So will you join me in inviting the people who spearhead your campaign to start talking to each other? If there was an easy solution then we wouldn’t be in this mess now, and what I’ve said above might be totally unworkable, but I don’t see anything else on the table.

So this is my open letter or my own petition to synod members, to the Archbishop Designate, to WATCH, Reform, GRAS, Forward in Faith, Anglican Mainstream and everyone else. If you like what I’ve said, then please give me a retweet or comment.

If you don’t then come up with something better, but please, please be a peacemaker, for they will be called Children of God.

People are Rude

How do you deal with discouragement?

This week I was chatting to an artist friend who told me that, over the bank holiday weekend, he had hidden the gallery visitors’ book because people had been leaving disparaging comments about his work.

Now if you are an artist, one way to deal with negative comments is to tell yourself that people are rude philistines and that you are misunderstood. Another way is to do what the rest of us do and mentally balance the good stuff with the bad stuff and hope that the scales tip in favour of encouraging ourselves.

So for Martin, the artist in question, he could recall that someone recently compared some of his work to Tracey Emin. He could eavesdrop on a conversation I had where another friend made the link to Matisse. He could re-read my own recent blog post where I wax lyrical about one of his more evocative paintings. Or he could get out the sales ledger and remind himself that people actually do pay for his work, so he must be doing something right.

Incidentally, you might want to compare the three artists mentioned above for yourself. All three have produces series of blue nudes, some of which I’ve linked here. You might not be able to afford an Emin or a Matisse, but you could probably stretch to owning one an original Bush. (but be quick, you never know when fame might strike).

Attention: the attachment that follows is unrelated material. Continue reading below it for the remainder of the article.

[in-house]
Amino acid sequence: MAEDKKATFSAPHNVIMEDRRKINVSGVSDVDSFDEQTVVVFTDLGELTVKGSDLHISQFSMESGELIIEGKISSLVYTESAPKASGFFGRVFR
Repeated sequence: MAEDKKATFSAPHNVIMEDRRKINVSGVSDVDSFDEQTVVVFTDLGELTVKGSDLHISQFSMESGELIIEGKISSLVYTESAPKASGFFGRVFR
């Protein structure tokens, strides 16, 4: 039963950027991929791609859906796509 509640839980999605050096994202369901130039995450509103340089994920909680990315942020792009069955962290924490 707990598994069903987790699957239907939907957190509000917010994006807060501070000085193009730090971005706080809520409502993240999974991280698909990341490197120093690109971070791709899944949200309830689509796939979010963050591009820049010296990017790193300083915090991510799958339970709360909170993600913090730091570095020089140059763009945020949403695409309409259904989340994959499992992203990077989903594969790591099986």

There are times when I get discouraged with my work, and I guess I’m not alone among my fellow church ministers in this respect. The temptation for us is to conduct a similar mental exercise to try and balance the good to outweigh the bad.

The trouble with doing this is that Jesus promises that there will always be something discouraging lurking around the corner. He reminds Christians that people will treat them the same way they treated him, and we shouldn’t expect exemption from the rule because “no servant is greater than his master”. So when we see how powerfully the Holy Spirit has worked through a sermon we preached on Sunday, there will often be an e-mail waiting on Monday morning questioning the theology of what we’ve said. When we see people coming to a living faith in Jesus, there will often be people drifting away from church. High-functioning leadership teams often seem to have people who find it easier to criticise than encourage. Even in our own lives, when we find ourselves feeling victorious about a personal victory, the old sins are still lurking at the door to trip us up.

To use a silly example of trying to balance encouragement and discouragement: last night we had a great prayer meeting asking for the Holy Spirit’s power to keep working to transform those who are being baptised and confirmed over the next few weeks, but I knew that afterwards I was going to have to empty the church recycling dustbin as local dog walkers have been using it as a in for their dog’s poo. The trouble with balancing the good with the bad, is that there is no guarantee we will come out encouraged. 

So is there another option? For the Christian there is, and in the passage I’m preaching this Sunday morning, the Apostle Paul spells out a more secure foundation for dealing with discouragement. He writes:

“Therefore if you have any encouragement from being united with Christ, if any comfort from his love, if any common sharing in the Spirit, if any tenderness and compassion…”